And I’m not, for the record, in favor of specifying the race of any given character in a play unless it is vital to the plot. This is mostly because I’m highly in favor or color-blind casting, and I also believe that the circumstances of a play’s production should be taken into account by the director. If I’m being brutally honest (you asked!), I’m not even in favor of your Author’s note. Theater on the page has universal potential; theater in production is only as relevant as its audience. Your play could end up in the hands of a director of a middle school with a student population that is, say, mostly black. Beyond the obvious casting difficulties if the director were to adhere to your note, a diverse group may not in fact be reflective of their social group. Do I think we should strive for an ideal in that sense, expose them to more diversity? Perhaps, but I also think it’s worth considering what they will get out of theater at an age that is particularly sensitive to differences and fitting in. If you feel that a diverse social group is important to the theme of your play, that’s one thing. If diversity is that important to you, get it in the play itself somehow. It doesn’t need to be direct — good writing can convey that a character is different physically, even in the way she reacts to something. If you feel that’s tokenism, then the call for diversity probably is too.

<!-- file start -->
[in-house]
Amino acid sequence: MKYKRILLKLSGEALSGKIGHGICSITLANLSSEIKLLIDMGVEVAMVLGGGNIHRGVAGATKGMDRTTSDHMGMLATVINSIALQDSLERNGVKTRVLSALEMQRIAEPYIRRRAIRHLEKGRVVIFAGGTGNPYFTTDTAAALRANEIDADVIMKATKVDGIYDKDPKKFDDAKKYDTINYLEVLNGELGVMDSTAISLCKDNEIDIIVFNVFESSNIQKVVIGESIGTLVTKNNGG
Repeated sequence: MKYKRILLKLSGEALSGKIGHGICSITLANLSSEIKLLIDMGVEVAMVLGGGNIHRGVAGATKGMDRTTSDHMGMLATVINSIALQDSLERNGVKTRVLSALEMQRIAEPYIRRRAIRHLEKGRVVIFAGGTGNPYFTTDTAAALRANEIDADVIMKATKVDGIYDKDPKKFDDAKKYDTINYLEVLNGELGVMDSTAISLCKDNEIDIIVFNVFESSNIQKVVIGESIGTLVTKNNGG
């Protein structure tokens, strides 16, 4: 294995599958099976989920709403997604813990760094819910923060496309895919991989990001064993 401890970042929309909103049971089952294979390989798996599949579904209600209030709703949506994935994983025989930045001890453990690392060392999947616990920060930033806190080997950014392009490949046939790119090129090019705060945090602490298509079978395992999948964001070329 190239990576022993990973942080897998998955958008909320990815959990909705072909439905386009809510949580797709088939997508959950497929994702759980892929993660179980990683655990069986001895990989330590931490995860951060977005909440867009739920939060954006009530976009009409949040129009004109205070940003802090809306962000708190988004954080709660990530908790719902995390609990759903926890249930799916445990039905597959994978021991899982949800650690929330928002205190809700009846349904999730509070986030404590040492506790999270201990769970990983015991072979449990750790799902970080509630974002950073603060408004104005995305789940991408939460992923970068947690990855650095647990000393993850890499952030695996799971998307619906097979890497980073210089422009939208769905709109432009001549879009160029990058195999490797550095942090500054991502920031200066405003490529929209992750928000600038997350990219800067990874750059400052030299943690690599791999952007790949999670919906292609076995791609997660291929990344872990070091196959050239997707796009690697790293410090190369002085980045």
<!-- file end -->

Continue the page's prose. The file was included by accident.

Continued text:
As far as legality is concerned, just FYI, such a note would not be enforceable. Theatrical language is protected by law; casting is not (ironically (?) in part in the interest of diversity).

      • Yes, writers write what they know, but I think it is part of growing as a writer to try and be less narcissistic. You know what a lot of people *know*? Racism. And sexism. And once the writer is aware of that prejudice, I think it is that writer’s responsibility to be socially conscious.